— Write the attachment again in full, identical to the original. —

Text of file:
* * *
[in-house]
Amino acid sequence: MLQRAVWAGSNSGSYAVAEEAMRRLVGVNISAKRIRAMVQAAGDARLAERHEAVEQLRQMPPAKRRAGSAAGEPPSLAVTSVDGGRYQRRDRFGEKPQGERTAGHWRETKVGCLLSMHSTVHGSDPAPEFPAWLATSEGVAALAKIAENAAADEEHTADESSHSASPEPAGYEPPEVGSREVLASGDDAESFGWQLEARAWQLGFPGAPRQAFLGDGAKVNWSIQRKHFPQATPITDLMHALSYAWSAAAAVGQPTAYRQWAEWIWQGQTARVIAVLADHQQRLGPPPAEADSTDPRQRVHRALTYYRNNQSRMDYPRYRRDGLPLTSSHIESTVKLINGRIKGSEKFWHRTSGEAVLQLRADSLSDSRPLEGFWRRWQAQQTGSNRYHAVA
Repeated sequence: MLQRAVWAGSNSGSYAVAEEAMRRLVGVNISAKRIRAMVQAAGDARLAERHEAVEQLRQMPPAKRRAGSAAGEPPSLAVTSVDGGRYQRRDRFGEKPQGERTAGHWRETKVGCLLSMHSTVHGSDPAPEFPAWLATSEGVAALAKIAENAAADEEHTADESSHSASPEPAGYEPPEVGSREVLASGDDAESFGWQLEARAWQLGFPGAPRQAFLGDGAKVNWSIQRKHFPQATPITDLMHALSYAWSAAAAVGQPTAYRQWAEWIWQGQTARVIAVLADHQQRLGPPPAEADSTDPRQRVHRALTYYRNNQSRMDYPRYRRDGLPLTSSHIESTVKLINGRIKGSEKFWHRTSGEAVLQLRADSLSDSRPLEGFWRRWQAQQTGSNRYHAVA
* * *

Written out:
[in-house]
Amino acid sequence: MLQRAVWAGSNSGSYAVAEEAMRRLVGVNISAKRIRAMVQAAGDARLAERHEAVEQLRQMPPAKRRAGSAAGEPPSLAVTSVDGGRYQRRDRFGEKPQGERTAGHWRETKVGCLLSMHSTVHGSDPAPEFPAWLATSEGVAALAKIAENAAADEEHTADESSHSASPEPAGYEPPEVGSREVLASGDDAESFGWQLEARAWQLGFPGAPRQAFLGDGAKVNWSIQRKHFPQATPITDLMHALSYAWSAAAAVGQPTAYRQWAEWIWQGQTARVIAVLADHQQRLGPPPAEADSTDPRQRVHRALTYYRNNQSRMDYPRYRRDGLPLTSSHIESTVKLINGRIKGSEKFWHRTSGEAVLQLRADSLSDSRPLEGFWRRWQAQQTGSNRYHAVA
Repeated sequence: MLQRAVWAGSNSGSYAVAEEAMRRLVGVNISAKRIRAMVQAAGDARLAERHEAVEQLRQMPPAKRRAGSAAGEPPSLAVTSVDGGRYQRRDRFGEKPQGERTAGHWRETKVGCLLSMHSTVHGSDPAPEFPAWLATSEGVAALAKIAENAAADEEHTADESSHSASPEPAGYEPPEVGSREVLASGDDAESFGWQLEARAWQLGFPGAPRQAFLGDGAKVNWSIQRKHFPQATPITDLMHALSYAWSAAAAVGQPTAYRQWAEWIWQGQTARVIAVLADHQQRLGPPPAEADSTDPRQRVHRALTYYRNNQSRMDYPRYRRDGLPLTSSHIESTVKLINGRIKGSEKFWHRTSGEAVLQLRADSLSDSRPLEGFWRRWQAQQTGSNRYHAVA